When the D&H Canal was first built, a 16ft high slackwater dam was built to form a pool or deep, slow-moving water, which allowed canal boats to safely cross the river. Mules and their drivers crossed the Delaware River on a rope ferry, while canal boats poled or floated across the river to the guard lock. This slackwater dam and rope ferry crossing of the Delaware at the Lackawaxen had been a major bottleneck from the time of the canal’s completion in 1828. It also caused conflicts with raftsmen as man timber rafts were damaged navigating the dam. The aqueduct operated for fifty-five years until the canal closed in 1898.
To ease congestion and speed the flow of traffic across the Delaware, the D&H Canal Company hired John Roebling to build an aqueduct. Roebling designed four suspension bridges for the D&H Canal; the Lackawaxen and Delaware Aqueducts, the Neversink Aqueduct and the High Falls Aqueduct. After the canal closed in 1898, three were abandoned. The Delaware Aqueduct’s strategic location and value as a road bridge prevented its demolition.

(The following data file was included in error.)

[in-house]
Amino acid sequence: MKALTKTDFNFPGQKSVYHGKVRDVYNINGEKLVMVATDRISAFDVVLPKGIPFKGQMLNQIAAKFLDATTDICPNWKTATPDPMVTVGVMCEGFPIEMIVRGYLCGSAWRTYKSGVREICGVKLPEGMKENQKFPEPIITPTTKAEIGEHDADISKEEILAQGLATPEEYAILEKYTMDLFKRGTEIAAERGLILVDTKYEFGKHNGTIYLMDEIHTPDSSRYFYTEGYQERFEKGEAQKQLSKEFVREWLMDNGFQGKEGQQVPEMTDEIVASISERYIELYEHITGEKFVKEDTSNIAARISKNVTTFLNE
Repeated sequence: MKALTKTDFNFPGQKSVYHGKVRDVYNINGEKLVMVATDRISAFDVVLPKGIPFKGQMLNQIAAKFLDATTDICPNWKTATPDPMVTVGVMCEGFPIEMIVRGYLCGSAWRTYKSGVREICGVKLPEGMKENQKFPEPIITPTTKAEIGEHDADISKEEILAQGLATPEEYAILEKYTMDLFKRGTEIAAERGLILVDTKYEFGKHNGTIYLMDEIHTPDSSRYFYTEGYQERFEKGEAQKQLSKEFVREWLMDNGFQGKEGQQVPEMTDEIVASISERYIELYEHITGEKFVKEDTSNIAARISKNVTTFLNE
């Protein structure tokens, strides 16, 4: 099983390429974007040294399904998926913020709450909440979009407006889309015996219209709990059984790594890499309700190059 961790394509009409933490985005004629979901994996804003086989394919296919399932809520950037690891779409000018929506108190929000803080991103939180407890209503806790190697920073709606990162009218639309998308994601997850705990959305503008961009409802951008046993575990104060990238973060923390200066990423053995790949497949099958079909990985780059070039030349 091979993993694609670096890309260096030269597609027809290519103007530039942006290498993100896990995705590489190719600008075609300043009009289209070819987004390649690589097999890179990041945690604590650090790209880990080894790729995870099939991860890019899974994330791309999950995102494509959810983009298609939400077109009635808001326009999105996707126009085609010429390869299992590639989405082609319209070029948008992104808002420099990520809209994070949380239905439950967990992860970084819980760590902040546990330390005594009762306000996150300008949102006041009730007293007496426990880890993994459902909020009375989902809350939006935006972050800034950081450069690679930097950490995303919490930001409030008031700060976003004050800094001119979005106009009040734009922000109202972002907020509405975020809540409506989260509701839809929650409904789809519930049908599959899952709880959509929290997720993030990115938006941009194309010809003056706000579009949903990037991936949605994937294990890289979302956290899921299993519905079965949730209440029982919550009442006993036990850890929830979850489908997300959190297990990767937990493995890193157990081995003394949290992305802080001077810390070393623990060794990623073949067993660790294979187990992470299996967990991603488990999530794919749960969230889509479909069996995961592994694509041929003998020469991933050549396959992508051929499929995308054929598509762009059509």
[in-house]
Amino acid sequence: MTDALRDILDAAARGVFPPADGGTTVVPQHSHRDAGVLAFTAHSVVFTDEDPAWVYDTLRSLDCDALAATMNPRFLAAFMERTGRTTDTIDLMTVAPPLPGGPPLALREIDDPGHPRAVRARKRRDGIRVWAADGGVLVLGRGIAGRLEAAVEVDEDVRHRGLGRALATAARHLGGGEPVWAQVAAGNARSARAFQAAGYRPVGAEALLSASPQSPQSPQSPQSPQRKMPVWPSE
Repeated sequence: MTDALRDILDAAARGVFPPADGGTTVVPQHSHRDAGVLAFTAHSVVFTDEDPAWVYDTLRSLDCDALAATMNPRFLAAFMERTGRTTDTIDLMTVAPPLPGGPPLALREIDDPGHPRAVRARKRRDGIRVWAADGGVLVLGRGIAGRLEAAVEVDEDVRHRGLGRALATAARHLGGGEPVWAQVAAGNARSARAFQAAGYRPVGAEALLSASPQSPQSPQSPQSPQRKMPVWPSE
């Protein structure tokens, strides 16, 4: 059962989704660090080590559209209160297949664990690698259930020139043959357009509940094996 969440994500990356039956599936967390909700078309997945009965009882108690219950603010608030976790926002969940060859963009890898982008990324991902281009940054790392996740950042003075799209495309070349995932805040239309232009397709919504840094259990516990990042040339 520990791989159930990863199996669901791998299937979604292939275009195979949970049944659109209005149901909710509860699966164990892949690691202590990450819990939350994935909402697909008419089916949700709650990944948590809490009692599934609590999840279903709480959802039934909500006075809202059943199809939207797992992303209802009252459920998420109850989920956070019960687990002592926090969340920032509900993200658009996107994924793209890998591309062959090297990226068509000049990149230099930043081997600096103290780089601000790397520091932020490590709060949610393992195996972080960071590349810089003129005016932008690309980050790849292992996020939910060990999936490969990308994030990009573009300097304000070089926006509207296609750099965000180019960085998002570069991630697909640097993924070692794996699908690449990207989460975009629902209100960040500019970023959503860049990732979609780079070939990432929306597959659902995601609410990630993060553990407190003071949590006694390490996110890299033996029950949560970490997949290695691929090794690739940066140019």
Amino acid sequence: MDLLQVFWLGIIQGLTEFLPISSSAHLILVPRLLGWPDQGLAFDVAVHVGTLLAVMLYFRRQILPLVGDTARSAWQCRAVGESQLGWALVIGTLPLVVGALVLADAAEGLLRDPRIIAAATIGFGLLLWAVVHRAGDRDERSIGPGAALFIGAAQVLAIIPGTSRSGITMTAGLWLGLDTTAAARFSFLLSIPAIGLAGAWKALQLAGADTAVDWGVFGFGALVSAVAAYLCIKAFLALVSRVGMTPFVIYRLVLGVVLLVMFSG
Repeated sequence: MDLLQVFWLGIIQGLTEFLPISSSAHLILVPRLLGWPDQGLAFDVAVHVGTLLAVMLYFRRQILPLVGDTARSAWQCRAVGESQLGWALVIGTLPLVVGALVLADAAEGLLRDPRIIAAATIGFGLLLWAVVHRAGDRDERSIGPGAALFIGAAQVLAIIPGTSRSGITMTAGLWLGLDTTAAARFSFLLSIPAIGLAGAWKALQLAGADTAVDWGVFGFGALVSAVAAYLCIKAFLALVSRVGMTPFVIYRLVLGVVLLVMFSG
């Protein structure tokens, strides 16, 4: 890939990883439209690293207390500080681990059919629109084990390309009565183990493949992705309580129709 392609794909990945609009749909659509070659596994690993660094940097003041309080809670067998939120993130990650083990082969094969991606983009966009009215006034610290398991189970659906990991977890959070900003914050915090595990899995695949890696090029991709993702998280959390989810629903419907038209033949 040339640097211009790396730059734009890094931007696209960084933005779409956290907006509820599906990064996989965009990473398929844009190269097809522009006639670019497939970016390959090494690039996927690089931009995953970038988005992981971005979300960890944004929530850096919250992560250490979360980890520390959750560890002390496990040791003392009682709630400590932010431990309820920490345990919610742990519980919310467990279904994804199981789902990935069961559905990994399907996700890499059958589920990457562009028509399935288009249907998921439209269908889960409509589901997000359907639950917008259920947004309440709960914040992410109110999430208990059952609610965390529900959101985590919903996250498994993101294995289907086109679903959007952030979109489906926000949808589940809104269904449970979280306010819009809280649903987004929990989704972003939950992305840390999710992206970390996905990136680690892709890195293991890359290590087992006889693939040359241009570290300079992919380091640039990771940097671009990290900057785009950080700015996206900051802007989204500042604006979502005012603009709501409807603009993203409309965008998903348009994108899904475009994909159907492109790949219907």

When the National Parks Service started the restoration work, the primary goal was to preserve the structural integrity of the bridge and as much of the original ironwork as possible. Almost all of the Delaware Aquedust's existing ironwork — saddles, cables and suspenders — are the same materials installed when the structure was built. Two of the suspension cables are made of the wrought iron strands, spun on site under the direction of John Roebling in 1847.
The Tollhouse, on the Minisink Ford, NY side of the bridge, contains self-guiding exhibits and historic photographs. The D&H Towpath Trail provides a one-mile stroll along the 1828 towpath. The bridge itself contains a walking path for visitors to view spectacular sites of the Delaware River and witness several year-round nesting eagles.
Minisink Ford, NY
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